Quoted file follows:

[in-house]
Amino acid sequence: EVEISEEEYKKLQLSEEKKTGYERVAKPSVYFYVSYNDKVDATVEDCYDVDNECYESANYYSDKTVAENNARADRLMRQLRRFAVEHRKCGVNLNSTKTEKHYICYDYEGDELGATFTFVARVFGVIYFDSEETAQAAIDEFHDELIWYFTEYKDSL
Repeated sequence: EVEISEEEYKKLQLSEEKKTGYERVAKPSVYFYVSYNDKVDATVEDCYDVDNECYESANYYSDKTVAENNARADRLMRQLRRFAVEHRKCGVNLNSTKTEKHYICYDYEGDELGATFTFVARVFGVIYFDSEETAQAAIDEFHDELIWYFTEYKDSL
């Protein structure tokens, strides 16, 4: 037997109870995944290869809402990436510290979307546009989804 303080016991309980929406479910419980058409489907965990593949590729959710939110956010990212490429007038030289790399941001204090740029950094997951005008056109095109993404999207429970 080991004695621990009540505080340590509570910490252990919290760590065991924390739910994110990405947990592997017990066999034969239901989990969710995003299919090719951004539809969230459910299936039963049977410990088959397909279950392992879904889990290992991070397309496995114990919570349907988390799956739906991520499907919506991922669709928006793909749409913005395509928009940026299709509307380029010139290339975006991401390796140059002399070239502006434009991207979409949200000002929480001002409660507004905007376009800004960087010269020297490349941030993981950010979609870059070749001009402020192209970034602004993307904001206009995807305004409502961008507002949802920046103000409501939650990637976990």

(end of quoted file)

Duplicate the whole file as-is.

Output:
[in-house]
Amino acid sequence: EVEISEEEYKKLQLSEEKKTGYERVAKPSVYFYVSYNDKVDATVEDCYDVDNECYESANYYSDKTVAENNARADRLMRQLRRFAVEHRKCGVNLNSTKTEKHYICYDYEGDELGATFTFVARVFGVIYFDSEETAQAAIDEFHDELIWYFTEYKDSL
Repeated sequence: EVEISEEEYKKLQLSEEKKTGYERVAKPSVYFYVSYNDKVDATVEDCYDVDNECYESANYYSDKTVAENNARADRLMRQLRRFAVEHRKCGVNLNSTKTEKHYICYDYEGDELGATFTFVARVFGVIYFDSEETAQAAIDEFHDELIWYFTEYKDSL
């Protein structure tokens, strides 16, 4: 037997109870995944290869809402990436510290979307546009989804 303080016991309980929406479910419980058409489907965990593949590729959710939110956010990212490429007038030289790399941001204090740029950094997951005008056109095109993404999207429970 080991004695621990009540505080340590509570910490252990919290760590065991924390739910994110990405947990592997017990066999034969239901989990969710995003299919090719951004539809969230459910299936039963049977410990088959397909279950392992879904889990290992991070397309496995114990919570349907988390799956739906991520499907919506991922669709928006793909749409913005395509928009940026299709509307380029010139290339975006991401390796140059002399070239502006434009991207979409949200000002929480001002409660507004905007376009800004960087010269020297490349941030993981950010979609870059070749001009402020192209970034602004993307904001206009995807305004409502961008507002949802920046103000409501939650990637976990």